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Topical use of hydroxytyrosol and derivatives for the prevention of hiv infection

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Topical use of hydroxytyrosol and derivatives for the prevention of hiv infection


wherein R1, R2 and R3 take different values, and the use of said composition as 10 medicament in the prevention of sexually transmitted diseases (STDs), such as HIV-infection. The present invention is directed to a topical pharmaceutical composition which comprises a compound of formula (I), such as hydroxytyrosol, or a pharmaceutically acceptable salt, solvate, prodrug or isomer thereof, and a pharmaceutically acceptable carrier
Related Terms: Hydroxytyrosol Sexually Transmitted Diseases

Inventors: Eduardo Gómez-Acebo, José Alcami Pertejo, David Aunon Calles
USPTO Applicaton #: #20120260922 - Class: 128844 (USPTO) - 10/18/12 - Class 128 
Surgery > Male Reproductory Tract Shields Or Birth Control Devices (e.g., Prophylactics, Vas Deferens Valves, Etc.) >Condoms



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The Patent Description & Claims data below is from USPTO Patent Application 20120260922, Topical use of hydroxytyrosol and derivatives for the prevention of hiv infection.

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FIELD OF THE INVENTION

This invention relates to topical microbicide pharmaceutical compositions that are useful for the prevention of sexually transmitted infections, particularly for HIV preventive therapy, and to their uses.

BACKGROUND OF THE INVENTION

HIV is the acronym of the Human Immunodeficiency Virus, which is the aetiological infectious agent for the Acquired Immunodeficiency Syndrome (AIDS). HIV infects human and primate immune system cells, disturbing or abolishing their function and causing a progressive impairment of the immune system, which results in “immunodeficiency”.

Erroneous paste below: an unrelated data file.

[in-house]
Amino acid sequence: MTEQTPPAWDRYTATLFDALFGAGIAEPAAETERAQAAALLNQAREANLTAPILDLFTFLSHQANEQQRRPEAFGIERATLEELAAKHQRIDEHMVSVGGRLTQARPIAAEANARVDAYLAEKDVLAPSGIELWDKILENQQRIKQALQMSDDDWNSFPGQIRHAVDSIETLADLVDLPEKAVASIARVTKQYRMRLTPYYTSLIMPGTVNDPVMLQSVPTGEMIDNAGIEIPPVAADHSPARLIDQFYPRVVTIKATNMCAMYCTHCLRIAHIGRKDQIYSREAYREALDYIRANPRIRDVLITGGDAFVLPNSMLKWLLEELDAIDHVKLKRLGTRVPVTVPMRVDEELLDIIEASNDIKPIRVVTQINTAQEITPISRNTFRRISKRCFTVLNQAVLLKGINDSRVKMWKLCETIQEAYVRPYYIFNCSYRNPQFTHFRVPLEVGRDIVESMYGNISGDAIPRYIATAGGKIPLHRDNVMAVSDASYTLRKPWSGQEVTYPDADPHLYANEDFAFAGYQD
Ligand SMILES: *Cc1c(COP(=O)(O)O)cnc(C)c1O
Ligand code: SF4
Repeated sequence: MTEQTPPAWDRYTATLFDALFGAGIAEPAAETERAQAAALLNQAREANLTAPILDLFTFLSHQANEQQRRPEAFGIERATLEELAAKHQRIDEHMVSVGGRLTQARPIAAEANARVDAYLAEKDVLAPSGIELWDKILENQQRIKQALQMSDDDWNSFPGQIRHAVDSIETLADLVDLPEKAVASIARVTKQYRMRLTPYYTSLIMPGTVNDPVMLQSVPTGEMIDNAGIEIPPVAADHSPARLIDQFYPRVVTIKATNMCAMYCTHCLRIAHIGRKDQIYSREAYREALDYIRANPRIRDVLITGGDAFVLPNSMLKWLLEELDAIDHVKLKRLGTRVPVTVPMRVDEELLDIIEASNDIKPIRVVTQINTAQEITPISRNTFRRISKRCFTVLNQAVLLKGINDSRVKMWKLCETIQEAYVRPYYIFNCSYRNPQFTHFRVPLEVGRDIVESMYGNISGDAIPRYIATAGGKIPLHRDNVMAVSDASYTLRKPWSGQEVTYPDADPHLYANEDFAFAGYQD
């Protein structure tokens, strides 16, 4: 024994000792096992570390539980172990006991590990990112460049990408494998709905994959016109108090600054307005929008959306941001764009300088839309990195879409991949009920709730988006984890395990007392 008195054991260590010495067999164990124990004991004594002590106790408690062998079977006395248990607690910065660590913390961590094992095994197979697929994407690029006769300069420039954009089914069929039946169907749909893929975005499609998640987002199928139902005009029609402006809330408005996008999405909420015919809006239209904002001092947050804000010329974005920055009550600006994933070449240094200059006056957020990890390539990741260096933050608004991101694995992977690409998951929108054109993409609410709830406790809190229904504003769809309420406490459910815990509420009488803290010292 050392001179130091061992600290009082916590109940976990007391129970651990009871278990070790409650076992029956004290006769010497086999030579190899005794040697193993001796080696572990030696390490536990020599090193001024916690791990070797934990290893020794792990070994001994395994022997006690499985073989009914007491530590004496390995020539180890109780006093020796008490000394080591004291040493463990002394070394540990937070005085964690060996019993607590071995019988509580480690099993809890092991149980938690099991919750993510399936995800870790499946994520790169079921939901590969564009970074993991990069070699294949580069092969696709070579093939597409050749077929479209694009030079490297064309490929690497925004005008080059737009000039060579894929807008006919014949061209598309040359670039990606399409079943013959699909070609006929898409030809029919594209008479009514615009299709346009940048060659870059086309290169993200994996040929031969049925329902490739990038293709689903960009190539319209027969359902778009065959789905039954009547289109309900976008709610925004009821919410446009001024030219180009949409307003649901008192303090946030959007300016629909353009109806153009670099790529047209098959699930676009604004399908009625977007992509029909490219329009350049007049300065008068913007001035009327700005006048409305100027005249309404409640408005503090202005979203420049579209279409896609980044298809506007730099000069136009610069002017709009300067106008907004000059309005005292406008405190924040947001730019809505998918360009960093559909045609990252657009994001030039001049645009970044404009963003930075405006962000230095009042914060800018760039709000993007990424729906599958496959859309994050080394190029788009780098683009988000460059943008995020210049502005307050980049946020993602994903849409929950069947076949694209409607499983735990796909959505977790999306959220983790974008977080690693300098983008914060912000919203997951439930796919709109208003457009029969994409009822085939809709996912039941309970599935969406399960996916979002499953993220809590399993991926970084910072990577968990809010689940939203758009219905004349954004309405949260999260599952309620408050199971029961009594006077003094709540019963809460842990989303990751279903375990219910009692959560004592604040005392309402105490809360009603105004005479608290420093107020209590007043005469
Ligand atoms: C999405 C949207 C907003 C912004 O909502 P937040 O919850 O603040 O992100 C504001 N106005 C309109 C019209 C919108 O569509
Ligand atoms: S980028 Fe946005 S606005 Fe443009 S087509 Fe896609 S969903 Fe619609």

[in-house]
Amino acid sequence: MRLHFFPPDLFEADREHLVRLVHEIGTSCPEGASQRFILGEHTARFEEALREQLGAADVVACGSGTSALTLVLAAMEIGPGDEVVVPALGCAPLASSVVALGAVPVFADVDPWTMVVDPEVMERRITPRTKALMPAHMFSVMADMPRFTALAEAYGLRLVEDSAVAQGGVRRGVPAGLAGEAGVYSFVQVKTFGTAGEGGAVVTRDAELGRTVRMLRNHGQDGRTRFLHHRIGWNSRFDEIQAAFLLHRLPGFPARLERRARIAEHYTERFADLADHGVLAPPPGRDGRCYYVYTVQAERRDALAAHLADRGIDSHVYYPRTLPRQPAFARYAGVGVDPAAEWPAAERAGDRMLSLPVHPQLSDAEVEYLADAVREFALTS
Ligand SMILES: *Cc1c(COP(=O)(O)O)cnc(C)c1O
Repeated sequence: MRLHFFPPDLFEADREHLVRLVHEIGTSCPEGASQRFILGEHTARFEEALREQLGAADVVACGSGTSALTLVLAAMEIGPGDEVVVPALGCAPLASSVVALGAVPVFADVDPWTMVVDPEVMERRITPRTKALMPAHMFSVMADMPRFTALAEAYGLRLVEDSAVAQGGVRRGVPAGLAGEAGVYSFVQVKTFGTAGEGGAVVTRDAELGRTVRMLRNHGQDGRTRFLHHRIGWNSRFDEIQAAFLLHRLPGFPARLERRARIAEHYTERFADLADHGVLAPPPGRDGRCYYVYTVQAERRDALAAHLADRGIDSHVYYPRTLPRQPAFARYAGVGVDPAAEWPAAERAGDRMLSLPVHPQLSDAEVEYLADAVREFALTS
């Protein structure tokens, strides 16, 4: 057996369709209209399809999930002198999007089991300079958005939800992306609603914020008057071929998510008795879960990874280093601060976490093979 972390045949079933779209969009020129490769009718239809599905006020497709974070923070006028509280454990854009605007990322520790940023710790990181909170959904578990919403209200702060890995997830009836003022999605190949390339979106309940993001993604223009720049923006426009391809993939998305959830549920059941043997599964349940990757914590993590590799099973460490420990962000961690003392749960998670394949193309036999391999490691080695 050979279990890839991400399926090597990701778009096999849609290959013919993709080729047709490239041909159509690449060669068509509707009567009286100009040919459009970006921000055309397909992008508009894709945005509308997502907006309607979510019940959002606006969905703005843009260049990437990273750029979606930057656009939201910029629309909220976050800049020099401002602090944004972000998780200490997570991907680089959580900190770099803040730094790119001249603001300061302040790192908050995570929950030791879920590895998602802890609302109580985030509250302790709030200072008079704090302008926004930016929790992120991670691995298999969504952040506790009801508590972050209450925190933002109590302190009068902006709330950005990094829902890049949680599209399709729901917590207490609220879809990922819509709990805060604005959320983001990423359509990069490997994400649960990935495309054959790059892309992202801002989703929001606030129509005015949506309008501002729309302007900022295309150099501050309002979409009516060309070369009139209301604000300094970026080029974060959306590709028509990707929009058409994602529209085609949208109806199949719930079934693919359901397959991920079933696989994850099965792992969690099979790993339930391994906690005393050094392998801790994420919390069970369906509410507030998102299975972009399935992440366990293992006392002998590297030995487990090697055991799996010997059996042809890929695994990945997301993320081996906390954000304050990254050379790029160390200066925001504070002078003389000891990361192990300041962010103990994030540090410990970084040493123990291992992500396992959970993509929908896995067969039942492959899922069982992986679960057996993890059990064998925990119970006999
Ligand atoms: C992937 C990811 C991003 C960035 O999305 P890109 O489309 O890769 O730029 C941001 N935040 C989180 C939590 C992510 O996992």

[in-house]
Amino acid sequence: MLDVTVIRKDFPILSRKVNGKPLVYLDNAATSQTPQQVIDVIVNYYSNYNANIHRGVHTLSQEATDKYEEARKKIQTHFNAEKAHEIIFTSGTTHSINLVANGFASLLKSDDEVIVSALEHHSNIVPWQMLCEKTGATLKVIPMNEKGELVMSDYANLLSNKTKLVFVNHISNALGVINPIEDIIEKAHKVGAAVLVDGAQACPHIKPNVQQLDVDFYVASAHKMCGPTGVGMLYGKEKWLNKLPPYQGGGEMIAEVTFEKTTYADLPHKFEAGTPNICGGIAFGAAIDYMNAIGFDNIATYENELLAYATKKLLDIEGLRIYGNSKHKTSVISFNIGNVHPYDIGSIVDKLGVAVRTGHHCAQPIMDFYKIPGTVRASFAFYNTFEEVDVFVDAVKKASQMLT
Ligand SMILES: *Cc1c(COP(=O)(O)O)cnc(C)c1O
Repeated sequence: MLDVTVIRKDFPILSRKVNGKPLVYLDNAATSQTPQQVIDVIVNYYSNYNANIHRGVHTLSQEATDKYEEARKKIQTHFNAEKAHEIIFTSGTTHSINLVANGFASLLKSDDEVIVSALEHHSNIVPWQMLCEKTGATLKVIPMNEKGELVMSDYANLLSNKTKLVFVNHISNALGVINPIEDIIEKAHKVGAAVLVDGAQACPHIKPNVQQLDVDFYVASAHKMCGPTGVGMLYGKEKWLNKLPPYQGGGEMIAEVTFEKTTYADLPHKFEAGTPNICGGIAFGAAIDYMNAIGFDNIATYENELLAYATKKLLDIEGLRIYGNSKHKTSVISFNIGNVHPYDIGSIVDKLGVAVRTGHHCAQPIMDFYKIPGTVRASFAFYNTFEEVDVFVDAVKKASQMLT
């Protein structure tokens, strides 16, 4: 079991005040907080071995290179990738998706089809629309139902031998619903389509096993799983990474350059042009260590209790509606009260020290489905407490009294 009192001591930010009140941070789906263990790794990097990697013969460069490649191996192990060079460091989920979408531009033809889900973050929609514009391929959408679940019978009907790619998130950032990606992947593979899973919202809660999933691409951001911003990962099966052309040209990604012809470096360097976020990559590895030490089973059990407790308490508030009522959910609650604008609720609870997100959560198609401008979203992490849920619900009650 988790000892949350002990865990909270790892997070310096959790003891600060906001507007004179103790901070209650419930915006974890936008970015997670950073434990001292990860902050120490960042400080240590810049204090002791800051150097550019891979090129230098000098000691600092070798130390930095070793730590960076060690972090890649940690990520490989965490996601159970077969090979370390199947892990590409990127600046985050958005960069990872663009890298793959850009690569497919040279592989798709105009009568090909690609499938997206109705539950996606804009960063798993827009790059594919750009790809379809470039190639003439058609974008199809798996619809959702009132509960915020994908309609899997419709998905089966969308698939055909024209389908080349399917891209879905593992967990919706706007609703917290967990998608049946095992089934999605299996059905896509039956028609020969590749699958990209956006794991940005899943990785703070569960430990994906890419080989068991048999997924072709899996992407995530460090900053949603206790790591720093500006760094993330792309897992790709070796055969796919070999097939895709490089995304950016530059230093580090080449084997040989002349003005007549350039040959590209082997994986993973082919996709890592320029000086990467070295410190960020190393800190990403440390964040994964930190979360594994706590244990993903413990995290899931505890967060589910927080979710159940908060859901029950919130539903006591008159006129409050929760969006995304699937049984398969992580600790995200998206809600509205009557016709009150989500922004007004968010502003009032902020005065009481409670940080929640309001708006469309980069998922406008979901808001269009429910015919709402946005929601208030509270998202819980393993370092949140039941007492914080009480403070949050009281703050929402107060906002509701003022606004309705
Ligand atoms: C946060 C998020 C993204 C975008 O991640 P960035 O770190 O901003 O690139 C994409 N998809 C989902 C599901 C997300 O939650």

Since 1981, when the first human case infected with HIV was reported, around 60 million people have been infected with HIV, and among them, 20 million people have died of HIV-related causes. In many developed countries, availability of combined antiretroviral treatments has led to spectacular decreases in mortality and morbidity regarding HIV/AIDS. As a consequence, there are more HIV-infected people who can enjoy better health conditions and an increased life expectancy. However, the dimensions of the epidemic remain staggering. In 2007 alone, 33 million people were living with HIV, 2.7 million people became infected with the virus, and 2 million people died of HIV-related causes. The situation in developing countries is in strong contrast with the described for the developed world. Mainly in Africa, where access to basic preventive care against the infection as well as to its treatment are limited and therefore AIDS progress and death casualties are dramatically higher.

Prevention is clearly the key to halting the progress of HIV. Since sexual transmission is by far the most common route of HIV infection, and therefore also opening the door for further infections, the promotion of safer sexual behaviours critical for preventing such transmission and other sexually transmitted diseases (STDs).

However, current prevention programmes have had disappointing impacts, in large part because of the politicization of prevention, and in particular the controversies surrounding the promotion of condoms, despite the proven efficacy of condoms as mitigation instrument against HIV infection, or the limited access to them particularly in Africa and other undeveloped regions. Hence, regarding existing policies and prevention programmes, the specific local cultural, political and material circumstances will influence the content of any particular programme. It is worth mentioning that there is a complex relationship between poverty and HIV transmission that has resulted in a vicious circle aggravated by poverty.

Biological and physiological factors are important for HIV spread. Among them, a critical one is the fact that women's physiology puts them at greater risk of becoming infected during unprotected vaginal intercourse than men. Girls and young women face an especially high risk of infection during unprotected sex with an HIV-positive man because the lining of the neck of the womb is not fully developed (UNAIDS 2008 Report on the global AIDS epidemic).

Once the individual has been infected by HIV, therapy with antiretroviral drugs (ARVs)—which significantly delay the progression of HIV to AIDS and allow people living with HIV to live relatively normal, healthy lives—is at present available since around 1996, mostly in developed countries. Distributing these drugs in sufficient amounts requires money, a well-structured health system and a sufficient supply of healthcare workers providing treatment and care to those living with HIV. This is not the case in the majority of developing countries.